RAF warplanes today destroyed ammunition dumps being used by Muammar Gaddafi's regime to attack the opposition-held city of Misrata, the Ministry of Defence announced.
Tornado GR4 jets flew from RAF Marham in Norfolk on strike missions against bunkers in the Sabha area of the desert in southern Libya in the early hours of the morning.
The planes used Storm Shadow missiles to destroy the bunkers, which contained ammunition intended for use in attacks on Misrata and other northern cities, said the MoD.
The mission followed armed reconnaissance sorties over Libya during the weekend during which RAF Tornados hit a total of 22 tanks, armoured vehicles and artillery pieces in the vicinity of Misrata and Ajdabiya, said the Chief of Defence Staff's Major General John Lorimer.
Maj Gen Lorimer added: "Following the retreat of Colonel Gaddafi's forces from most of the coastal towns east of Sirte, RAF Tornados have joined other coalition aircraft patrolling over Misrata where, despite significant losses as a result of air strikes, the regime continues to mount attacks on the town.
"During the early hours of this morning, Tornado GR4 aircraft conducted strike missions against Libyan ammunition bunkers in the Sabha area in the southern Libya desert. Tornado GR4 aircraft flew from RAF Marham and were refuelled en route by Tristar tanker aircraft from RAF Brize Norton.
"Storm Shadow missiles were launched against ammunition bunkers used to re-supply Libyan government troops attacking civilians in the north of the country, including Misrata.
"Initial reports suggest that the bunkers have been destroyed and that the Libyan government has been denied ammunition it uses to threaten civilians in the north of the country."
Rebel forces were today celebrating the seizure of the key oil towns of Brega and Ras Lanuf, potentially giving them control of much of Libya's export capacity.
However, there was doubt over claims that the opposition had also seized the city of Sirte, Col Gaddafi's birthplace and a stronghold of the regime.
The rebels' sweep westwards towards the capital, Tripoli, has been assisted by coalition air strikes targeting regime tanks and armoured vehicles, but has sparked allegations from Gaddafi loyalists that the international forces are effectively acting as air cover for revolutionary forces.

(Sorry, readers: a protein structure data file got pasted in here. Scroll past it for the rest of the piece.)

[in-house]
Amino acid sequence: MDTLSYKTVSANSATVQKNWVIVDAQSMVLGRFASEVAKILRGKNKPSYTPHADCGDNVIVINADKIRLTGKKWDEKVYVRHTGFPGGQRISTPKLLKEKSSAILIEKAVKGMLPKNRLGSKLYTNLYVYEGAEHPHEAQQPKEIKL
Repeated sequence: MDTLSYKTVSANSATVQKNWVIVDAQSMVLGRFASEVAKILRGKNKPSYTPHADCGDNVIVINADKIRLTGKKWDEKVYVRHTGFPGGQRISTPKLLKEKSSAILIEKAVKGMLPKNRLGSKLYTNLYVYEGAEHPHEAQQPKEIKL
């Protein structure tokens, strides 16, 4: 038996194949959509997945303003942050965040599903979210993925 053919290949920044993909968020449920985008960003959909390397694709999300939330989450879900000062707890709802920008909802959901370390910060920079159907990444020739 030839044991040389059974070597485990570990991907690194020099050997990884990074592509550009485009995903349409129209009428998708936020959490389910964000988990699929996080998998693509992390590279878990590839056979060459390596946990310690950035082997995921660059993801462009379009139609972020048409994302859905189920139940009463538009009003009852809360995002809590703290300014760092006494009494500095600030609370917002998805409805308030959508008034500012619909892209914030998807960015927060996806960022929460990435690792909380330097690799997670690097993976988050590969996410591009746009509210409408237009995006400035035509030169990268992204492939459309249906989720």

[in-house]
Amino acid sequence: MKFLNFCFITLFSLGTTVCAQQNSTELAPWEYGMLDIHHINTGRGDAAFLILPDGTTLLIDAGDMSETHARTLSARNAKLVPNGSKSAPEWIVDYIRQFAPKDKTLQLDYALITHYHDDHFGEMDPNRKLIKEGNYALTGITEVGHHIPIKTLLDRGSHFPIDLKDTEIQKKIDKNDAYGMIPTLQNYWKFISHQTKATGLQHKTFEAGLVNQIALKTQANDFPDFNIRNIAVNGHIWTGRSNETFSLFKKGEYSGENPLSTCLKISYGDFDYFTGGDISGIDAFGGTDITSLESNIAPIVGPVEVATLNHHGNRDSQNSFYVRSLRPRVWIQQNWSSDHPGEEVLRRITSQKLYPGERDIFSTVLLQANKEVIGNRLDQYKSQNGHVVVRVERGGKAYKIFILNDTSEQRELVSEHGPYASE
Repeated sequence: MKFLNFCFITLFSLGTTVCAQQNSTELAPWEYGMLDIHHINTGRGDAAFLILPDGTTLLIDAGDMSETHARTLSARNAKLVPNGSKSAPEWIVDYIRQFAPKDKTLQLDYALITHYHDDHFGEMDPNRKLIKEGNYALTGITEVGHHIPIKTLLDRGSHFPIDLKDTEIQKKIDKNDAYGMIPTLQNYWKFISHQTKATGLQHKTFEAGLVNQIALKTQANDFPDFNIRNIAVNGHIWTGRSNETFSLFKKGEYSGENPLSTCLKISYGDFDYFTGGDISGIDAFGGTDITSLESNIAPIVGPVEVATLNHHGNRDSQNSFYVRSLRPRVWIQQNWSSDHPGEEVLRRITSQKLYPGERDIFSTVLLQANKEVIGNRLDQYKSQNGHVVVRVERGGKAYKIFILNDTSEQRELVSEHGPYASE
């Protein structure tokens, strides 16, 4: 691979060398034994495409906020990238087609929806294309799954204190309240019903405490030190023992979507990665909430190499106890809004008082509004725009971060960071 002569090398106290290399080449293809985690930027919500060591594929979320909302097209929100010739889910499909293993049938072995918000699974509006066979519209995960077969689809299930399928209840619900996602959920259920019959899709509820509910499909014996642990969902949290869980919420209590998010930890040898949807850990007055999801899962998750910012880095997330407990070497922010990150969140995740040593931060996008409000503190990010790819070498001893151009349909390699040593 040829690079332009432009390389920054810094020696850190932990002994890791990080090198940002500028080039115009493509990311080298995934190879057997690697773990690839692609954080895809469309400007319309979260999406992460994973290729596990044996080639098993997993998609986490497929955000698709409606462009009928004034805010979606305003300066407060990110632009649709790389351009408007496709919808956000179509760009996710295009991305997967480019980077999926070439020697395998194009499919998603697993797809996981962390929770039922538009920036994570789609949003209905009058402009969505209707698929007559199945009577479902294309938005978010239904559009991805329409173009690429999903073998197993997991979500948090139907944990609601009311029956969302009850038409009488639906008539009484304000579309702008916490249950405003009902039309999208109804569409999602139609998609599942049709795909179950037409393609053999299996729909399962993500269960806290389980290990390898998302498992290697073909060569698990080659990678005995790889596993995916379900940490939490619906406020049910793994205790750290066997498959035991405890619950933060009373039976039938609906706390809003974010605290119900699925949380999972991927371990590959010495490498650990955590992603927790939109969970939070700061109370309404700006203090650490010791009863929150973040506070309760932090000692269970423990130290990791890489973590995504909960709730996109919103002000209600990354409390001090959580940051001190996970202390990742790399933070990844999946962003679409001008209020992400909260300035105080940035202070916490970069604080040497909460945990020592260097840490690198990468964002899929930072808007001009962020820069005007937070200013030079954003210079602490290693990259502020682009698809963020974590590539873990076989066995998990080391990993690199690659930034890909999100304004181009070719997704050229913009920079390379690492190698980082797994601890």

Nato Secretary-General Anders Fogh Rasmussen denied today that the alliance was co-ordinating its military action with the Libyan opposition, and warned that commanders in the field were authorised to take action to protect civilians from rebels as well as from Col Gaddafi's forces.
Prime Minister David Cameron will update MPs on the latest situation in Libya in an oral statement to the House of Commons later today.
Mr Cameron chaired a meeting of the National Security Council's Libya sub-committee this morning to take stock of the situation on the ground and prepare for tomorrow's London conference.
The conference will bring together delegations from more than 40 countries, as well as United Nations Secretary-General Ban Ki-moon, to discuss the implementation of Security Council resolutions on Libya; preparations for any humanitarian emergency in the country; post-conflict stabilisation; and the political way forward to allow the Libyan people to move to a more open and democratic government.
The PM's official spokesman was unable to confirm whether any representatives of the Libyan opposition would be present, but said it was not the purpose of the conference to choose leaders for a post-Gaddafi government in Tripoli.
"We have always been very clear that what follows should be a matter for the Libyan people, not for us or for any other country, to decide," he told reporters at a Westminster briefing.
"It is not for us to identify the future government of Libya."
Today's attacks came after Nato agreed to take command of all international military operations over Libya, including air strikes on Col Gaddafi's ground forces.
The agreement by alliance ambassadors, meeting last night in Brussels, paves the way for the United States to relinquish its temporary leadership of the operation, ending days of diplomatic wrangling.
Nato had previously agreed to take charge of enforcing the United Nations no-fly zone and arms embargo.
However some member states - notably Turkey and Germany - had baulked at taking on the air strikes as well because of the risk of civilian casualties.
Mr Rasmussen said it was a "very significant step" by the alliance.
"Our goal is to protect civilians and civilian-populated areas under threat of attack from the Gaddafi regime. Nato will implement all aspects of the UN resolution. Nothing more, nothing less," he said.
Asked on the BBC Radio 4 Today programme whether Nato would intervene militarily to prevent attacks on civilians by rebels, he replied: "It is a hypothetical question, because until now it is the Gaddafi forces that have attacked civilians, but our obligation is to ensure full implementation of the UN Security Council resolution and protect civilians against all attacks.